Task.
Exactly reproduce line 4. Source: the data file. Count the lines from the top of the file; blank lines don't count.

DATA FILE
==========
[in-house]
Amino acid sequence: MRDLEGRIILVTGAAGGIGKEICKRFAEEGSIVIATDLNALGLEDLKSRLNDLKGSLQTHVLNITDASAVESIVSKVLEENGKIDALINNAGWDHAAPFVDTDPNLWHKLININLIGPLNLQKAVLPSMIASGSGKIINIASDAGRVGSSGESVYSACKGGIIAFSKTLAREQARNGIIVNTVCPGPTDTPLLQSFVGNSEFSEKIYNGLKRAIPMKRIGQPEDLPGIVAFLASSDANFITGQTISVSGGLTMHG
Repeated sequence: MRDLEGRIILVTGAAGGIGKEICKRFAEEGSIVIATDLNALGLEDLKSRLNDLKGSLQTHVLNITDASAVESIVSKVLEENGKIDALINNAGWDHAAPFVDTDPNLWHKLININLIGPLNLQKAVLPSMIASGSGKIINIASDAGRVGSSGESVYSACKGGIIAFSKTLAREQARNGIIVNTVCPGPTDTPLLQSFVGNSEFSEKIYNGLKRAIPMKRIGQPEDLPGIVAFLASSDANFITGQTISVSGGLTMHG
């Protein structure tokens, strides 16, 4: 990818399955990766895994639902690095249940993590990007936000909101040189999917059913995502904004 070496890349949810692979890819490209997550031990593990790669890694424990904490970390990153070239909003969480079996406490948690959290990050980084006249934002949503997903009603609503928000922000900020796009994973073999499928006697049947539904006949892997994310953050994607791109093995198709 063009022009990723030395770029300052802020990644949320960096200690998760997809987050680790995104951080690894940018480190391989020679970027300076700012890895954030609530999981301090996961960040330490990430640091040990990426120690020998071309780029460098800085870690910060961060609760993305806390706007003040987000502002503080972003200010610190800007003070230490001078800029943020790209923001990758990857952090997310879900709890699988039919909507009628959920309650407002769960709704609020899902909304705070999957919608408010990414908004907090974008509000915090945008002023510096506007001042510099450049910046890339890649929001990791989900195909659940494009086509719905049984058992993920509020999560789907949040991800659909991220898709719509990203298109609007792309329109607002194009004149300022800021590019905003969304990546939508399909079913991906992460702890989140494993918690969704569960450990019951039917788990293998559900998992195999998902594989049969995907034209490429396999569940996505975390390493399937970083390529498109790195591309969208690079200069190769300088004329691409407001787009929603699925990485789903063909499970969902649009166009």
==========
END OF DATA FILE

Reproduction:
């Protein structure tokens, strides 16, 4: 990818399955990766895994639902690095249940993590990007936000909101040189999917059913995502904004 070496890349949810692979890819490209997550031990593990790669890694424990904490970390990153070239909003969480079996406490948690959290990050980084006249934002949503997903009603609503928000922000900020796009994973073999499928006697049947539904006949892997994310953050994607791109093995198709 063009022009990723030395770029300052802020990644949320960096200690998760997809987050680790995104951080690894940018480190391989020679970027300076700012890895954030609530999981301090996961960040330490990430640091040990990426120690020998071309780029460098800085870690910060961060609760993305806390706007003040987000502002503080972003200010610190800007003070230490001078800029943020790209923001990758990857952090997310879900709890699988039919909507009628959920309650407002769960709704609020899902909304705070999957919608408010990414908004907090974008509000915090945008002023510096506007001042510099450049910046890339890649929001990791989900195909659940494009086509719905049984058992993920509020999560789907949040991800659909991220898709719509990203298109609007792309329109607002194009004149300022800021590019905003969304990546939508399909079913991906992460702890989140494993918690969704569960450990019951039917788990293998559900998992195999998902594989049969995907034209490429396999569940996505975390390493399937970083390529498109790195591309969208690079200069190769300088004329691409407001787009929603699925990485789903063909499970969902649009166009």